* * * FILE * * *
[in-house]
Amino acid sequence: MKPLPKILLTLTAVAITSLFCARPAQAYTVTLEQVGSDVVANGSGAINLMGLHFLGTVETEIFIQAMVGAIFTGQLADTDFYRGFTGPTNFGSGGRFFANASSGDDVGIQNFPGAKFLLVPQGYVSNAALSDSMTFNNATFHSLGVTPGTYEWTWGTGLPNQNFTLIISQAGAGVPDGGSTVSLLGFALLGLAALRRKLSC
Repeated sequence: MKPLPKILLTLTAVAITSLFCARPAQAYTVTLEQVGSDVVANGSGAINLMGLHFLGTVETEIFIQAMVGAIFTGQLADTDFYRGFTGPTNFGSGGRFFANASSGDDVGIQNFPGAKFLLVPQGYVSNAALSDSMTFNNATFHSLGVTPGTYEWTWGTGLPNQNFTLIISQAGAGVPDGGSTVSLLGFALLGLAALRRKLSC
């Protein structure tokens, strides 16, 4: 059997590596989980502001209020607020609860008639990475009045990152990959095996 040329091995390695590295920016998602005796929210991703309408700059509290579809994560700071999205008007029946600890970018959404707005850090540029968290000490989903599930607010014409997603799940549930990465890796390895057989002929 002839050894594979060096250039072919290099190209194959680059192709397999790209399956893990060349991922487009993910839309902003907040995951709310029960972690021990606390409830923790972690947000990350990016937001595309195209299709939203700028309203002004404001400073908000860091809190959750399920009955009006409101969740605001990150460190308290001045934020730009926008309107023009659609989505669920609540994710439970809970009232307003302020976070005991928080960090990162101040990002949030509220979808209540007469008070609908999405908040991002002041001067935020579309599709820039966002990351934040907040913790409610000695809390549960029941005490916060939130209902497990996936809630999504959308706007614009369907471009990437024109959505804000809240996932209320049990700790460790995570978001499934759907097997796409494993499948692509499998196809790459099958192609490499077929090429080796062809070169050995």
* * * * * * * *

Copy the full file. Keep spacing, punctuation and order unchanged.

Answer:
[in-house]
Amino acid sequence: MKPLPKILLTLTAVAITSLFCARPAQAYTVTLEQVGSDVVANGSGAINLMGLHFLGTVETEIFIQAMVGAIFTGQLADTDFYRGFTGPTNFGSGGRFFANASSGDDVGIQNFPGAKFLLVPQGYVSNAALSDSMTFNNATFHSLGVTPGTYEWTWGTGLPNQNFTLIISQAGAGVPDGGSTVSLLGFALLGLAALRRKLSC
Repeated sequence: MKPLPKILLTLTAVAITSLFCARPAQAYTVTLEQVGSDVVANGSGAINLMGLHFLGTVETEIFIQAMVGAIFTGQLADTDFYRGFTGPTNFGSGGRFFANASSGDDVGIQNFPGAKFLLVPQGYVSNAALSDSMTFNNATFHSLGVTPGTYEWTWGTGLPNQNFTLIISQAGAGVPDGGSTVSLLGFALLGLAALRRKLSC
């Protein structure tokens, strides 16, 4: 059997590596989980502001209020607020609860008639990475009045990152990959095996 040329091995390695590295920016998602005796929210991703309408700059509290579809994560700071999205008007029946600890970018959404707005850090540029968290000490989903599930607010014409997603799940549930990465890796390895057989002929 002839050894594979060096250039072919290099190209194959680059192709397999790209399956893990060349991922487009993910839309902003907040995951709310029960972690021990606390409830923790972690947000990350990016937001595309195209299709939203700028309203002004404001400073908000860091809190959750399920009955009006409101969740605001990150460190308290001045934020730009926008309107023009659609989505669920609540994710439970809970009232307003302020976070005991928080960090990162101040990002949030509220979808209540007469008070609908999405908040991002002041001067935020579309599709820039966002990351934040907040913790409610000695809390549960029941005490916060939130209902497990996936809630999504959308706007614009369907471009990437024109959505804000809240996932209320049990700790460790995570978001499934759907097997796409494993499948692509499998196809790459099958192609490499077929090429080796062809070169050995």